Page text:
Some Banks Charge Checking Fees to Recover Lost Revenue


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Banks have added a number of new fees in the past two years, and now they are testing fees on checking accounts, something that could affect millions of consumers by the end of 2011.

The following post comes from partner site lowcards.com

Here is an easy New Year’s resolution that may save you more than $100 in 2011:  Pay attention to the notices and fine print from your bank. Fees are rising with many major banks, and there may be more you have to do to get or keep a free checking account.

When Congress passed regulations on the financial industry, banks warned the restrictions would cause them to raise rates and fees to recover the lost revenue. Banks have proved many times they weren’t bluffing. Banks have added a number of new fees in the past two years, and now they are testing fees on checking accounts, something that could affect millions of consumers by the end of 2011.

“Banks could lose billions of dollars in revenue this year from regulations,” says Bill Hardekopf, CEO of LowCards.com and author of The Credit Card Guidebook. “Banks can’t just absorb that loss – they have to make it up somewhere, and checking accounts are the hot topic right now.”

Free checking was a nice gift that banks used to attract customers, hoping it would lead to a deeper banking relationship with loans, mortgages, credit card, and mutual funds. But free checking is not “sacred.” Some banks started adding new checking account fees last year and a number of banks have followed.

Bank of America

Bank of America is testing a new fee system. It will divide customers into four groups and charge monthly fees based on how much money and how many accounts a customer has with the bank. The fees could range from $6 to $25 a month but customers can avoid the fees if they maintain a certain minimum balance, make a minimum number of deposits (both determined by account level), or bank in certain ways such as linking multiple accounts and credit cards.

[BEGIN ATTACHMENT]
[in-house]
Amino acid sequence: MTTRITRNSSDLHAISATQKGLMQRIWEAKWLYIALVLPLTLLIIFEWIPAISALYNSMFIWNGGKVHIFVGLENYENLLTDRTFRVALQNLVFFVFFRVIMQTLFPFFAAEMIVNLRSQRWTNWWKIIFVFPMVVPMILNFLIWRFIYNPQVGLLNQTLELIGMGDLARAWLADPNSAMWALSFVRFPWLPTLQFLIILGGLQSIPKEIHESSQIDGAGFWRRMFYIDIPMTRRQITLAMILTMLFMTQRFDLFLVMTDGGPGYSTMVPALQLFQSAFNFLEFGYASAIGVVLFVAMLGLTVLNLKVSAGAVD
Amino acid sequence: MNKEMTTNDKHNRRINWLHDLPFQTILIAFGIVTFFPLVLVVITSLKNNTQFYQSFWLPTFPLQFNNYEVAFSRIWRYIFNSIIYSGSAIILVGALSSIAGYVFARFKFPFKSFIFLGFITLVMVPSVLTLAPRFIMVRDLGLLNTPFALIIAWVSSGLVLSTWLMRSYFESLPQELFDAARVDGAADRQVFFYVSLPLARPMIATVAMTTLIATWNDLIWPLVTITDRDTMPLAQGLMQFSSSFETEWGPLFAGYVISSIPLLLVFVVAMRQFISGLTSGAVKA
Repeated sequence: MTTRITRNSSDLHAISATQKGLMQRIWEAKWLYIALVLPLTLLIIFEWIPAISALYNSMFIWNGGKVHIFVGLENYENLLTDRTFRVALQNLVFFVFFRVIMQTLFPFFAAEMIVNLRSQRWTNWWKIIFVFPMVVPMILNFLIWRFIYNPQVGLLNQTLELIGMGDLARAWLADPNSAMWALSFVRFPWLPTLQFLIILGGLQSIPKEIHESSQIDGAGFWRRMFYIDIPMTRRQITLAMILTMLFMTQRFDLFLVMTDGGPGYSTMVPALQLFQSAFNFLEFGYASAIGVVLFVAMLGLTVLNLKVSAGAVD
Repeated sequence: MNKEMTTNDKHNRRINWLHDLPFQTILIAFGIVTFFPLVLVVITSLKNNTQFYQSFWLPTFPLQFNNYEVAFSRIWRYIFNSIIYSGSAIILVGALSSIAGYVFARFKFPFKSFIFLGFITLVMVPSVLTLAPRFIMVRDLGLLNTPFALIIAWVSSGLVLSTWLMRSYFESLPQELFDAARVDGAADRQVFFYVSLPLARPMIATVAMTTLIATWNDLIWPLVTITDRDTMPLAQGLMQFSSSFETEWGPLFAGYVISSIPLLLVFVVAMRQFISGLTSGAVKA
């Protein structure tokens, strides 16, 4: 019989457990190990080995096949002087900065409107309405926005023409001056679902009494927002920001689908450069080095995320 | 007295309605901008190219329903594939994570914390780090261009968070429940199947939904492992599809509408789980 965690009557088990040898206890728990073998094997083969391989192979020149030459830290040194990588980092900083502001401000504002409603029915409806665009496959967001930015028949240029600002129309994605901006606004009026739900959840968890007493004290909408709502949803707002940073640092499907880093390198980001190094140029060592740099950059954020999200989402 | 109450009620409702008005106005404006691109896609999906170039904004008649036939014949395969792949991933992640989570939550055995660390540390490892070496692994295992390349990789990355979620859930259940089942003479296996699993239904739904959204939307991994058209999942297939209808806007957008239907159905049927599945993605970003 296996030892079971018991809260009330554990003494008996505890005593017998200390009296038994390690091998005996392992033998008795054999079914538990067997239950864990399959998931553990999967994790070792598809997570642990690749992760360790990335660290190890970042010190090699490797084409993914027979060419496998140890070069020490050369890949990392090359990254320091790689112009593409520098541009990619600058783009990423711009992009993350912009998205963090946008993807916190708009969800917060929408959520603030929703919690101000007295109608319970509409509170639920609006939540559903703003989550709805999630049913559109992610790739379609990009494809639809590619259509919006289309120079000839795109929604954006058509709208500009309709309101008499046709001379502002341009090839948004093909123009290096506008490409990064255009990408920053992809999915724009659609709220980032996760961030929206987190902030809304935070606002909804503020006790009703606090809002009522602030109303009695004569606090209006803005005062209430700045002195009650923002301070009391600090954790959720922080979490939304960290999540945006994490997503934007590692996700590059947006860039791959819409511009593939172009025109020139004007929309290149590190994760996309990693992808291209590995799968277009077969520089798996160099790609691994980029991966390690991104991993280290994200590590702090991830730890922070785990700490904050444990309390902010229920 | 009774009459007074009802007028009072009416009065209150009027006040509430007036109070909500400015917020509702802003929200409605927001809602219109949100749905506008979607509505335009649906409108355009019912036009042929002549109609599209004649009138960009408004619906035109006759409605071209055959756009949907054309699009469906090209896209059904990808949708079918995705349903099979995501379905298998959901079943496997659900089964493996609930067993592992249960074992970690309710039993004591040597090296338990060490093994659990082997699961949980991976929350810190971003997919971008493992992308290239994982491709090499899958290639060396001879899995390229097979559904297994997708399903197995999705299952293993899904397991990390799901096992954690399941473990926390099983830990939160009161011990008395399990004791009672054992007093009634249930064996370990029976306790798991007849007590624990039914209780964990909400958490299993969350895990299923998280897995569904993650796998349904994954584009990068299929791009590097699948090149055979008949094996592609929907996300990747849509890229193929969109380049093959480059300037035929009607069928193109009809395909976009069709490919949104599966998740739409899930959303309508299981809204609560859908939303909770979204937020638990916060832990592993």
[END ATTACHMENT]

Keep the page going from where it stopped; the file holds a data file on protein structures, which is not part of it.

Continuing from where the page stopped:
Chase

Starting Feb. 8, Chase will enroll new customers in Total Checking.  The monthly fee is $12, but it can be waived if you maintain a $1,500 balance, make $500 in monthly direct deposits, or keep a $5,000 balance across your deposit accounts. Older accounts will get a $6 monthly fee that can be waived with $500 in monthly deposits or if you make five debit card purchases.

Chase is also increasing fees on some account activities. According to the Chicago Tribune, ATM and debit card withdrawals at non-Chase ATMs will cost $5, up from $2. It will also charge $1 to print recent account transactions at ATMs for most customers. Overdraft protection fees are rising from $10 a day to $12 (waived if the account is overdrawn by $5 or less). The insufficient funds fee is increasing from $10 to $12. Outing wire transfers will cost $30, an increase from $25. Online transfers jump from $20 to $25. Stopped payment requests increase from $32 to $34.

Citi

Last fall, Citi stated charging monthly maintenance fees. The basic checking account now has an $8 monthly fee that is waived after a minimum of five transactions each month. A higher level account charges $20 each month if you don’t maintain a $6,000 balance across all linked checking, savings, and investment accounts.

Wells Fargo

Starting Feb. 3, Wells Fargo will replace free checking with an account that charges a $5 monthly maintenance fee and a $6.95 monthly online bill pay fee. This is for new customers and fees can be waived if a minimum balance or other requirements are met.

Here are a few consumer tips on avoiding or minimizing new bank fees:

  • If you have an account requiring a minimum number of deposits or balance amount, pay close attention to your statements. Use account alerts to notify you of deposits, payments, and account balances. For example, if your minimum balance requirement is $500, an online alert can notify you when your balance drops close to that so you can take action before you get hit with the fee.
  • Keep up with monthly debit card transactions. Some banks are adding fees if you don’t use your debit card enough.
  • Find out what activities will waive your monthly maintenance fee. Banks may waive the fee for online banking, a certain number of deposits, or more debit card usage.
  • Check out your local credit union. These may have better rates and lower fees than the major banks.
  • Contact your bank customer service. You can complain about the fees and even ask them to waive the fees charged to your account. Keep an eye on your monthly statement for strange or new fees.
  • Know yourself and how you use your account. Is it difficult to keep a $500 minimum balance? How often do you use an ATM? Do you need the monthly copy of your canceled checks? Know how you use your checking account and then find a bank that gives you the best rate and lowest fees for those services.
  • If you didn’t opt out of overdraft protection, contact your bank and opt out now. Banks are still promoting its benefits but this protection can be very costly to you should you overdraw your account.

Stacy Johnson

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